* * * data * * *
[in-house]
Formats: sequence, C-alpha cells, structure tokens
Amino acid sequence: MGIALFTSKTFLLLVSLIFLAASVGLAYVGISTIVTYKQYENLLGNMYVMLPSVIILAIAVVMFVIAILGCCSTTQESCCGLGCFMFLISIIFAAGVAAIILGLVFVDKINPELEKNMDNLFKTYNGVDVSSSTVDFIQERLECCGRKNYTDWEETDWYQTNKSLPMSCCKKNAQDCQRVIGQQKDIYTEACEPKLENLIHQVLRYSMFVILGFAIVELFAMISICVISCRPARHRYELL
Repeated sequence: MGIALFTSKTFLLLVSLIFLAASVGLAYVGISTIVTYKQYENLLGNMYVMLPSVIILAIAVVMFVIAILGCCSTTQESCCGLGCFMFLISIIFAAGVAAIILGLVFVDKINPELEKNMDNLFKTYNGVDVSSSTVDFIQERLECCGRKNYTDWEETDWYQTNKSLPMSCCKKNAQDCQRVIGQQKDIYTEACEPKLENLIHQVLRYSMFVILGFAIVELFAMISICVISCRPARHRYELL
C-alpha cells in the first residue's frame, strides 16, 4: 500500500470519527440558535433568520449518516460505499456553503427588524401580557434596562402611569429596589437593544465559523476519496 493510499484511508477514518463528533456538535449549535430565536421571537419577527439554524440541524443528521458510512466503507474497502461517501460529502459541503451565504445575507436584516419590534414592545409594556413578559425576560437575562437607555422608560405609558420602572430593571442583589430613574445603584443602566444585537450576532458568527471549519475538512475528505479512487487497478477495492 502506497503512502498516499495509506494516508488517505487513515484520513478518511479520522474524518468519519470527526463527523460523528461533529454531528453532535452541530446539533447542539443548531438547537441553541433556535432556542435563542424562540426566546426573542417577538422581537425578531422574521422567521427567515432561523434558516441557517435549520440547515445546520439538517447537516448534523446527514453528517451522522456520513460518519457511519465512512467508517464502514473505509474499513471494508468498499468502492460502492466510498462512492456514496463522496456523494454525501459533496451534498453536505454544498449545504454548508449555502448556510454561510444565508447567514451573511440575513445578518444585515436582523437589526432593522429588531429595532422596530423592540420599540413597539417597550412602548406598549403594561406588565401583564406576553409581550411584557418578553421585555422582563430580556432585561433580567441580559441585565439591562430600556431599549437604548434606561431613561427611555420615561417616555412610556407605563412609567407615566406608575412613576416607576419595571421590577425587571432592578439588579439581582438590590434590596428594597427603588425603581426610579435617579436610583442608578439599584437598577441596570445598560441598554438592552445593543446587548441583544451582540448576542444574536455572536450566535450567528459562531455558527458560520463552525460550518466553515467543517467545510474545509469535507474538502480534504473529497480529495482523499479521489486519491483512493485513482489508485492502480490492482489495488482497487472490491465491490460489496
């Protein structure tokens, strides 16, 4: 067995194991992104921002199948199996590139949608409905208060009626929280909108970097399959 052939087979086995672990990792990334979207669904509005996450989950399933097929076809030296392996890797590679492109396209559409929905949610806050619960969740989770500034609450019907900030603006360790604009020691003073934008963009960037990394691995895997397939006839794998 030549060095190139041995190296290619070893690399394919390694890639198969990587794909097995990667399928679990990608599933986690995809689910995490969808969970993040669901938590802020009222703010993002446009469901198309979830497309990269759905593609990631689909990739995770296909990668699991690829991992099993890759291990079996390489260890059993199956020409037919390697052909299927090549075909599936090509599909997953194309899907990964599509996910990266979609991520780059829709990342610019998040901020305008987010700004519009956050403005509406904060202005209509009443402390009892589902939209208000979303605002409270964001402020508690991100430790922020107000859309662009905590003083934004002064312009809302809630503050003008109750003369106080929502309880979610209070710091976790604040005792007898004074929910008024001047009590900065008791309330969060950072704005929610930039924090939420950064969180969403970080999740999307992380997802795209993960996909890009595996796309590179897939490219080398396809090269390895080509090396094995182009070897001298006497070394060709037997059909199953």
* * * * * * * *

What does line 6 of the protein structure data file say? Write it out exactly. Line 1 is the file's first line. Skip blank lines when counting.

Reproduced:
């Protein structure tokens, strides 16, 4: 067995194991992104921002199948199996590139949608409905208060009626929280909108970097399959 052939087979086995672990990792990334979207669904509005996450989950399933097929076809030296392996890797590679492109396209559409929905949610806050619960969740989770500034609450019907900030603006360790604009020691003073934008963009960037990394691995895997397939006839794998 030549060095190139041995190296290619070893690399394919390694890639198969990587794909097995990667399928679990990608599933986690995809689910995490969808969970993040669901938590802020009222703010993002446009469901198309979830497309990269759905593609990631689909990739995770296909990668699991690829991992099993890759291990079996390489260890059993199956020409037919390697052909299927090549075909599936090509599909997953194309899907990964599509996910990266979609991520780059829709990342610019998040901020305008987010700004519009956050403005509406904060202005209509009443402390009892589902939209208000979303605002409270964001402020508690991100430790922020107000859309662009905590003083934004002064312009809302809630503050003008109750003369106080929502309880979610209070710091976790604040005792007898004074929910008024001047009590900065008791309330969060950072704005929610930039924090939420950064969180969403970080999740999307992380997802795209993960996909890009595996796309590179897939490219080398396809090269390895080509090396094995182009070897001298006497070394060709037997059909199953």